A MAN accused of driving at police and leading officers on a pursuit before crashing into a police car at Cameron Park on Sunday night has been refused bail in Toronto Local Court. Read more.

THE region’s most vulnerable young patients will now receive life-saving treatment at the John Hunter Children’s Hospital’s newPaediatric Intensive Care Unit (PICU). Read more.

THE state government has ordered a review of clinical care needs at a Stockton disability group home after the death of one resident and the hospitalisation of another. Read more.

University graduates will be forced to pay back their HECS debts when they start earning just $42,000 a year and student fees will rise by 8 per cent under the Turnbull government’s higher education changes. Read more.

IT was the sound that really gave Newcastle the “ships” – the blast of a hornon repeat every 30 seconds. Here’s why.Read more.

Slimmed down forward Pauli Pauli, with a handful of reserve grade games under his belt,was one of five bolters named in the City side to take on Country in Mudgee on Sunday. Read more.

JUST six weeks after having his first golf lessons, six-year-old Harry Preece earned the chance to represent Australia in two US tournaments. Read more.

DON’T tell Nathan Ross that City-Country is meaningless. Read more.

Regional newsVIC:Daisy Roffe-Silvester and Lillian Tai are milk sisters. Also known as a milk-kinship, milk siblings are not related by blood but were nursed by the same mother….read on.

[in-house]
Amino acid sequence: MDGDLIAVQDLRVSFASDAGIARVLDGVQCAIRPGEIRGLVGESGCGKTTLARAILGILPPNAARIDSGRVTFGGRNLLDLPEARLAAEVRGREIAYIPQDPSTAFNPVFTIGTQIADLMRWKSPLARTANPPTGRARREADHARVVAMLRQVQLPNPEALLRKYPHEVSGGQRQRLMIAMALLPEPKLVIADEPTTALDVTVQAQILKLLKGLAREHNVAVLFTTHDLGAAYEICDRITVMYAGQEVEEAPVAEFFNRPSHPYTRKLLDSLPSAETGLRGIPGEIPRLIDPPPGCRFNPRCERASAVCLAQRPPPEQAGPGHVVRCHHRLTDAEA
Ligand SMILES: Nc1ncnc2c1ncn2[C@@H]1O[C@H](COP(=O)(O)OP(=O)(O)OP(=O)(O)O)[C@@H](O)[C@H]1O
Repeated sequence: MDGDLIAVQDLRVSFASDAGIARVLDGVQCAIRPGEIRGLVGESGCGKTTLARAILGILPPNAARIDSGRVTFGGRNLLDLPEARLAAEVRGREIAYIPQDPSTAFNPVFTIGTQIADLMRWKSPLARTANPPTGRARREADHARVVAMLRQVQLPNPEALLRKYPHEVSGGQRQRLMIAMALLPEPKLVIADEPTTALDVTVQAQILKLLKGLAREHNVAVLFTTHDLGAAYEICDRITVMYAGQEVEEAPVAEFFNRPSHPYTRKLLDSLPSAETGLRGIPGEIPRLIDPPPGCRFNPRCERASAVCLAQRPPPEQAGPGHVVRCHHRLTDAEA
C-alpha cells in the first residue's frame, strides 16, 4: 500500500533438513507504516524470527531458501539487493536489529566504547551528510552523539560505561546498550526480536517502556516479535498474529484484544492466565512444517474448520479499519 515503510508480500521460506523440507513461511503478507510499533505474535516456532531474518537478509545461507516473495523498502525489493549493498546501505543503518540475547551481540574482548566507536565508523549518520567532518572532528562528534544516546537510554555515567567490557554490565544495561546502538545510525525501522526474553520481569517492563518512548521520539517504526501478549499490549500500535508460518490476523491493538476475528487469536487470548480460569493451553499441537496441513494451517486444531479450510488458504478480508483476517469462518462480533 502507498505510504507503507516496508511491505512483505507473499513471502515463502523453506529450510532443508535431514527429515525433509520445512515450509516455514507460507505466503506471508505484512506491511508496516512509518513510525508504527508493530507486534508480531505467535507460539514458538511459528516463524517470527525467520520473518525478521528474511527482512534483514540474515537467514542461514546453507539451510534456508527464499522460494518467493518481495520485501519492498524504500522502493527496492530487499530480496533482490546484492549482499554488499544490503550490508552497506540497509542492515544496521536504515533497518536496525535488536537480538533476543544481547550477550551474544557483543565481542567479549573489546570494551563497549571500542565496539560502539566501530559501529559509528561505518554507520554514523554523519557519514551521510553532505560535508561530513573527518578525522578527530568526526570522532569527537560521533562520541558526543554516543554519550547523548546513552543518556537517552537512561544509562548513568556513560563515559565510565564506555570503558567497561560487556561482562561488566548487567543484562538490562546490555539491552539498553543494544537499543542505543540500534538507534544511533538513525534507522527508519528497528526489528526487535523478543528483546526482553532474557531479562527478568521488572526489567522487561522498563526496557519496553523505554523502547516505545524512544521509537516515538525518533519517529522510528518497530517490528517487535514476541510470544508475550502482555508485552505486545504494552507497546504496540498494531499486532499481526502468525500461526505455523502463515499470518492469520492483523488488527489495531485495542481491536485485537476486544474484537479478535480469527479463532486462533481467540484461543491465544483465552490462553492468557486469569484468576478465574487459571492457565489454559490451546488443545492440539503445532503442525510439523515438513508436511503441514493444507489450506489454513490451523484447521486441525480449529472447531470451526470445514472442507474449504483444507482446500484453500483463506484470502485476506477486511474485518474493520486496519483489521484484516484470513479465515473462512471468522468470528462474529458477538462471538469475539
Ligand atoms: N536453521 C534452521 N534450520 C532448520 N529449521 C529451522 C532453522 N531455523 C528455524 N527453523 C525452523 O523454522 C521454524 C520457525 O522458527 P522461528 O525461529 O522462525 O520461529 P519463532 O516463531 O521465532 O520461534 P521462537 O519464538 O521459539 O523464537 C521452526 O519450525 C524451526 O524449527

QLD:Two Australian saltwater crocodiles have successfully been exported to an aquarium and underwater zoo in Turkey. Rob, a five-metre long male crocodile, and Mrs Rob, a three-metre long female, had been caught in the wild as rogue crocodiles.

Emily Roffe-Silvester with Daisy, 11 months, Miranda Fullerton with Inara, 18 months, and Sandy Tai with Lillian, 18 months. Picture: Kate Healy.

VIC:Single parents on welfare have little to no chance of finding an affordable rental home in Bendigo,new data has revealed. Anglicare Victoria’s rental affordability snapshot showed just two per cent of rentals in regional Victoria were within range fora single person receiving parenting payments.

A pair of 50-year-old Aussie crocs have taken a ride on a big jet plane.

NSW:Police have recovered one of two luxury cars that were stolen from a Helensburgh home while the owners were sleeping. On Thursday police pulled overa white BMWin south-western Sydney, after vehicle checks drew it to their attention….the Audi is still missing.

There was not one property in the region a single parent on a Newstart allowance could afford, the survey found.